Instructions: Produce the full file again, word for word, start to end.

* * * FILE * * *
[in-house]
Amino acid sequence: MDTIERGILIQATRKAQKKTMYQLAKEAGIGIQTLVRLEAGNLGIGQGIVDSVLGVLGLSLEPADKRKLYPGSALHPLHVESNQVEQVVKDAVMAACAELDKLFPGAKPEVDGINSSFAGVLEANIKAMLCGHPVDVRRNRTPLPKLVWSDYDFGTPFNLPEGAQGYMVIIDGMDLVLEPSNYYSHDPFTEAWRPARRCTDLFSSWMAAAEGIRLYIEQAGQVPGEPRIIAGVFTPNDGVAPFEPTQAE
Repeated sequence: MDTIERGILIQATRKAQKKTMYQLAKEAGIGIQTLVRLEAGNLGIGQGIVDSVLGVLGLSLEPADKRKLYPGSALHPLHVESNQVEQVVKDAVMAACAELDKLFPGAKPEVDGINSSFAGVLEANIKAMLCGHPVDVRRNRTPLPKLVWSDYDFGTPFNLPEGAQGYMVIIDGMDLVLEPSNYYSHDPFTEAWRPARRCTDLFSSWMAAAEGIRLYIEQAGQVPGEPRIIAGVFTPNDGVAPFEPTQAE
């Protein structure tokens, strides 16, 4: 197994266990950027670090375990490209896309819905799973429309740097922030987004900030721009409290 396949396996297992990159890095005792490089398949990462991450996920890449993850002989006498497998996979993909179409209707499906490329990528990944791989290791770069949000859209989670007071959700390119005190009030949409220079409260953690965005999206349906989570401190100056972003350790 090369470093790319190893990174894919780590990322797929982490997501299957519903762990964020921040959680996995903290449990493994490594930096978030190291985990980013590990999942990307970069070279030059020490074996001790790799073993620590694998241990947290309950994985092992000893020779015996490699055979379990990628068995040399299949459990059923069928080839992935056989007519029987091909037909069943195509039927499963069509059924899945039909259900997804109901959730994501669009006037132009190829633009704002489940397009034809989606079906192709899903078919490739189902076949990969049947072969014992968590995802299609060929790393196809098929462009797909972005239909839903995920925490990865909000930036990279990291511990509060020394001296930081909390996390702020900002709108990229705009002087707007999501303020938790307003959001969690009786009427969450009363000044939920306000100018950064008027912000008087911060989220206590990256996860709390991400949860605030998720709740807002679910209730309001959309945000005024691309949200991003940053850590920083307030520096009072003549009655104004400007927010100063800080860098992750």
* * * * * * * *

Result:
[in-house]
Amino acid sequence: MDTIERGILIQATRKAQKKTMYQLAKEAGIGIQTLVRLEAGNLGIGQGIVDSVLGVLGLSLEPADKRKLYPGSALHPLHVESNQVEQVVKDAVMAACAELDKLFPGAKPEVDGINSSFAGVLEANIKAMLCGHPVDVRRNRTPLPKLVWSDYDFGTPFNLPEGAQGYMVIIDGMDLVLEPSNYYSHDPFTEAWRPARRCTDLFSSWMAAAEGIRLYIEQAGQVPGEPRIIAGVFTPNDGVAPFEPTQAE
Repeated sequence: MDTIERGILIQATRKAQKKTMYQLAKEAGIGIQTLVRLEAGNLGIGQGIVDSVLGVLGLSLEPADKRKLYPGSALHPLHVESNQVEQVVKDAVMAACAELDKLFPGAKPEVDGINSSFAGVLEANIKAMLCGHPVDVRRNRTPLPKLVWSDYDFGTPFNLPEGAQGYMVIIDGMDLVLEPSNYYSHDPFTEAWRPARRCTDLFSSWMAAAEGIRLYIEQAGQVPGEPRIIAGVFTPNDGVAPFEPTQAE
């Protein structure tokens, strides 16, 4: 197994266990950027670090375990490209896309819905799973429309740097922030987004900030721009409290 396949396996297992990159890095005792490089398949990462991450996920890449993850002989006498497998996979993909179409209707499906490329990528990944791989290791770069949000859209989670007071959700390119005190009030949409220079409260953690965005999206349906989570401190100056972003350790 090369470093790319190893990174894919780590990322797929982490997501299957519903762990964020921040959680996995903290449990493994490594930096978030190291985990980013590990999942990307970069070279030059020490074996001790790799073993620590694998241990947290309950994985092992000893020779015996490699055979379990990628068995040399299949459990059923069928080839992935056989007519029987091909037909069943195509039927499963069509059924899945039909259900997804109901959730994501669009006037132009190829633009704002489940397009034809989606079906192709899903078919490739189902076949990969049947072969014992968590995802299609060929790393196809098929462009797909972005239909839903995920925490990865909000930036990279990291511990509060020394001296930081909390996390702020900002709108990229705009002087707007999501303020938790307003959001969690009786009427969450009363000044939920306000100018950064008027912000008087911060989220206590990256996860709390991400949860605030998720709740807002679910209730309001959309945000005024691309949200991003940053850590920083307030520096009072003549009655104004400007927010100063800080860098992750």